BlackBerry CEO Thorsten Heins continues to trickle out details of his company’s plans to regain smartphone market share from Apple and Android-running competitors.
Heins told The Canadian Press that BlackBerry plans to offer three tiers of products: high end, mid-tier and entry level.
“In order to stay relevant, we have to build a portfolio,” Heins said, according to a March 31 report from The Globe and Mail.
The entry-level devices will run BlackBerry’s new BlackBerry 10 operating system and be designed for markets such as India and Indonesia—markets that, during the very long wait for BlackBerry 10’s launch, helped sustain the company as U.S. subscriber numbers fell off.
With BlackBerry 10 and new smartphones that (unlike earlier BlackBerry handsets) address both enterprise and consumer desires, the company is working to win back U.S. consumers, though clearly, it’s also aware of the need to keep courting them elsewhere as well.
A more diversified BlackBerry lineup suggests that BlackBerry, like Apple, is learning that one can’t rest on its laurels. (BlackBerry hasn’t done much resting lately, but executives have acknowledged that over-confidence in the past contributed to the situation it’s in today, with low single-digit market share.)
It’s rumored that Apple will release a less-expensive version of the iPhone this summer. In the most recent version of this rumor, Apple will introduce an iPhone 5S June 20, and will begin shipping the device in July. Then, in August, Electronista reported March 28, Apple will show off a “‘low-cost’ version of the iPhone aimed at the larger prepaid market in developing countries such as China and India.”
The new report is in line with Piper Jaffray analyst Gene Munster’s February forecast that Apple will debut an unlocked $199 iPhone during the third quarter.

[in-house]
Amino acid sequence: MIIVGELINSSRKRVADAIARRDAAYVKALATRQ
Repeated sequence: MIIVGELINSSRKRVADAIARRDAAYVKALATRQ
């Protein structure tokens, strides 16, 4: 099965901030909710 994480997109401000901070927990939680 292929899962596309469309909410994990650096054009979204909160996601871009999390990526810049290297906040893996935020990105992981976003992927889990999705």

“We believe a lower-priced iPhone will be a positive for [Apple] shares,” wrote Munster, adding that the phone “should accelerate gross profit growth, given the size of the low-end market (we estimate $135 billion in 2013).”
In a December 2012 research note, Canaccord Genuity analyst T. Michael Walkley said he also expects that Apple is working on an iPhone 5 refresh—the Electronista report similarly calls it a “polishing revision” of the iPhone 5—along with a mid-tier-priced iPhone “for prepaid oriented international markets this summer.”
Even more than Apple, BlackBerry can’t afford to pass up the $135 billion market identified by Piper Jaffray.
BlackBerry posted an unexpected profit during its fiscal 2013 fourth quarter and shipped about 1 million of its new Z10 smartphones running BlackBerry 10, it announced March 28. The phone went on sale in the United States March 28, though, well after the quarter closed March 2.
Still, in working to appeal to consumers instead of enterprise users, the company expects to see service revenues decline.
During the earnings call, Heins said that BlackBerry will release another round of BlackBerry 7 devices, which are popular in Asia-Pacific, the Middle East, Africa and parts of Europe, in addition to the new BlackBerry 10 smartphones.
“We’re building a full portfolio,” Heins said. “BlackBerry 10, from a technology perspective, is starting in the high end. We will bring it into the mid-tier by the middle of the fiscal year, and then we are working toward … what we can do in what we typically call the BlackBerry entry level. So, stay tuned on that one. There’s work going on there as well.”